AV: Other harder objects and especially metals can give a strong gamelan sound; activating some of the frequencies in the soundboard and the strings. I think that prepared piano lends itself more to a percussive sound. While you can add to the sustain, it is a lot easier to take away, it is a subtractive exercise, eliminating the sustain but then adding to the attack depending on the materials used. I will be releasing an album soon with a Norwegian guitarist named Hein Westgaard playing a semi hollow-body guitar plugged directly into the amp. Without using pedals. I am playing prepared piano with varying acoustic preparations and it is completely improvised (it will be available on Bandcamp once released).
JL32: The minimalist approach and use of extended technique have always been with us, even going back to previous centuries.
AV: And those forms will always be underdogs.
JL32: It can be extremely rewarding although deep listening is required. In a world full of easily accessible and disposable things, connecting deeper music to audiences must have challenges.
AV: Yes, but that’s what improvisers do. I’ve been playing with another guitarist in Trondheim who plays Baritone Guitar and he bows it with a cello bow. He uses lots of pedals and creates these atmospheric worlds of sound and he loops it and feeds it through a granulation process. Much like Stian Westerhus the experimental guitarist, also a Norwegian.
JL32: Eivind Aaset is someone I listen to a lot (a Norwegian guitarist who frequently works with Jan Bang, Arve Hendrikson and other notable improvisers). An American reviewer felt that this type of Nordic live improvisation and sound sculpting was like an extension of Bitches Brew.
AV: And it is influenced by the film music tradition. We had a class at Trondheim Jazz-Line NTNU called sound drama. It was about improvisation and group improvisation and trying to avoid tonal and rhythmical structures (the discussion turned to deep listening, which led us to Buddhist meditation and the influence it has had on improvisers like Gary Peacock and our own Jim Langabeer, who both attended the Woodstock Zen centre)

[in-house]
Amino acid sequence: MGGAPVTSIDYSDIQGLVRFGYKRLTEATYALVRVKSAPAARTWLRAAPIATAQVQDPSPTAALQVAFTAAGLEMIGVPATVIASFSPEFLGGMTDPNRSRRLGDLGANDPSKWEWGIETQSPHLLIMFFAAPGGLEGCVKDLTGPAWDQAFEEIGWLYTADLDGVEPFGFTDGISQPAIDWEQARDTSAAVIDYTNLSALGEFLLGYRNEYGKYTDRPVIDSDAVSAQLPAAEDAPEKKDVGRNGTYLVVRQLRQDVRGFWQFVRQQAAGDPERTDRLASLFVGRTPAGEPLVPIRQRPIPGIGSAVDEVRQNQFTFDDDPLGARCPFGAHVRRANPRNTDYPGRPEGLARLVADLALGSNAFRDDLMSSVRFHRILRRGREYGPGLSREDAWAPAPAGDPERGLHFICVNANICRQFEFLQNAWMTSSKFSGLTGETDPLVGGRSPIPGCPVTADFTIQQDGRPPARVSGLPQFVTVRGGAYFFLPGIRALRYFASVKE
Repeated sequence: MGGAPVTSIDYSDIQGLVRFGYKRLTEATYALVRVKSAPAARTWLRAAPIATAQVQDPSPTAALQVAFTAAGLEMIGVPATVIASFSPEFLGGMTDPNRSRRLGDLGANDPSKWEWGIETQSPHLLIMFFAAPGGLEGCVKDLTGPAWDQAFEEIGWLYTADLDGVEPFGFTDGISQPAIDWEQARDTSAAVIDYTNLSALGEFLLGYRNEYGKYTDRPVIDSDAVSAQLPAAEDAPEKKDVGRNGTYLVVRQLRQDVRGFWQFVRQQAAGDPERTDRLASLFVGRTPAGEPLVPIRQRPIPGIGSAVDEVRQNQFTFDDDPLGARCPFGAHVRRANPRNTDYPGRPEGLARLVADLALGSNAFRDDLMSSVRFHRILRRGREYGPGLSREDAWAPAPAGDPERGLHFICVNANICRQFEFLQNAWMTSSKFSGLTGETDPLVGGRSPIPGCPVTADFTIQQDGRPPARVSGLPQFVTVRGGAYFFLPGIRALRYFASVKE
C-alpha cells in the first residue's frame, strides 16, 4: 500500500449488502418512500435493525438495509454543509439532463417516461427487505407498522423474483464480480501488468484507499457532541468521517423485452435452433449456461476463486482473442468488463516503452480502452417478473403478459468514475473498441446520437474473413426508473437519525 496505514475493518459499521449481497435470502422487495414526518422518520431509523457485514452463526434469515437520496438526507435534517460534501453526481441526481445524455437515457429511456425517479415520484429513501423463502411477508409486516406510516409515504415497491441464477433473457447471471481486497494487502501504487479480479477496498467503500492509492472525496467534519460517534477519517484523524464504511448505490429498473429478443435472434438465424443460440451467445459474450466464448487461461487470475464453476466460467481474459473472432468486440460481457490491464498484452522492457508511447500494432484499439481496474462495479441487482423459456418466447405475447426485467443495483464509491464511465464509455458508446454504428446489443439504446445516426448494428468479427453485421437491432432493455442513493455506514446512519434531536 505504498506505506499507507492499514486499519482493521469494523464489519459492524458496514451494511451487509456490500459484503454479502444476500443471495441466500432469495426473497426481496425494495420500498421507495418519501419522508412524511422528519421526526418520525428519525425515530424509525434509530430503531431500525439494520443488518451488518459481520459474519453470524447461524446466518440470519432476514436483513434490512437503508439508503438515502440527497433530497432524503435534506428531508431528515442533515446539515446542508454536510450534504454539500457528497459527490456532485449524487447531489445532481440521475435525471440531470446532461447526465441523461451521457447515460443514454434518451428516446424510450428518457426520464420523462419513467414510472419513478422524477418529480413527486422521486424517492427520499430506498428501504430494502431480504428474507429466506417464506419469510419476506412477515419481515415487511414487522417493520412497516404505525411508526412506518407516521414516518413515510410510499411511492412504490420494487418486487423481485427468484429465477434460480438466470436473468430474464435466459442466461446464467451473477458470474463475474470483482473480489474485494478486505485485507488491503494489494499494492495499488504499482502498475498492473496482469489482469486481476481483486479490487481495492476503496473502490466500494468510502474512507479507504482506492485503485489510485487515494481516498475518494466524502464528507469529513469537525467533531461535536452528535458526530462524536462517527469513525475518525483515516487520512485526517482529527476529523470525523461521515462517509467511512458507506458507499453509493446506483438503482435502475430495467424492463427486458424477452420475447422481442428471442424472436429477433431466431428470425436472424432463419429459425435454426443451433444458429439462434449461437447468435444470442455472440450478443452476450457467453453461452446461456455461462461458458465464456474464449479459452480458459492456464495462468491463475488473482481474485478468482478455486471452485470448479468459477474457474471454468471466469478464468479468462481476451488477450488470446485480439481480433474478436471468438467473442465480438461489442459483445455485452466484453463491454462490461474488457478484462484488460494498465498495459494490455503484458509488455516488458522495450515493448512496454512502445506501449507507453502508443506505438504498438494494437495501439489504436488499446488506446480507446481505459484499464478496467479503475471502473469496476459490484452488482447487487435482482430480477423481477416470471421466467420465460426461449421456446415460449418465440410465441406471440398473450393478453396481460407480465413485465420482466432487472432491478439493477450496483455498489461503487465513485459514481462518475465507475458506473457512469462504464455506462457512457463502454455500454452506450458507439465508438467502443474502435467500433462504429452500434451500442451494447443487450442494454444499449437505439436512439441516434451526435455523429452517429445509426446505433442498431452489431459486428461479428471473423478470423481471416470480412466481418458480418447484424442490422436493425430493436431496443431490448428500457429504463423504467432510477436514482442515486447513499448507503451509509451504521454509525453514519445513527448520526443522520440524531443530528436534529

JL32: So on deep listening and mindfulness, how did you get into practising Vipassana Mindfulness Meditation?
AV: I began practising Vipassana about six years ago, starting with a ten-day course in silence, no reading material, no distractions, no music, no talking. I went into it out of curiosity, but it turned out to be life-changing. I meditated feeling that it could be beneficial to music-making but not sure how. It turned out to be more than I expected and it was not about changing a person but making them more themselves. It strips you down and gives you tools. While I was in Basel I wrote a paper on Vipassana meditation and its connection to improvised music. In attempting to break down the elements I found some astounding relationships. There is a word common to Vipassana (and Buddhism in general), equanimity, and when you apply that to group playing it benefits the music. Letting go of your ego, not judging your performance while playing, living in the now. The music will tell you where to go and what it needs. This requires level-headedness.
JL32: Learning to be the observer perhaps?
AV: Yes the observer living in the moment. It’s hard not to think forward or back.
JL32: The restless monkey-mind demanding novelty, craving?
AV: Accept change as it happens as the observer. At first, I thought that I had to be reactive in Jazz, but now I think that being responsive is better, there is a difference. Making an instantaneous decision based upon everything that you’ve learnt and without ego. Being more giving to your fellow musicians. I don’t want to parrot the drummer or any band member in a rhythmical trade. Those ideas were in my Basel Thesis. I am now keen to explore how this could relate to composition.
JL32: European Jazz is developing multiple strong identities and often at warp speed.
AV: Especially the former Eastern Bloc countries. I hope that the free explorations continue but the internet could dilute that originality. Original ideas, folk music and new ways of exploring sound are very important in Scandinavia, but my Trondheim tutors worry about the risks posed by internet overload.
JL32: Speaking authentically is vital for improvisers and I hope Jazz never travels down the ersatz road that commercial music has. I guess that this is a good place to wrap things up. Thanks for coming over and agreeing to a grilling. By the way, I can’t wait to hear the new band.
AV: I will send you a copy when it’s out. I return to Copenhagen and Trondheim in two days, so I must head home and grab my surfboard.
JL32: Where will you surf?
You can find Alex Ventling’s albums on streaming platforms, Bandcamp or by contacting him via his website AlexVentling.com
JazzLocal32.com is rated as one of the 50 best Jazz Blogs in the world by Feedspot. The author is a professional member of the Jazz Journalists Association, poet & writer. Some of these posts appear on related sites.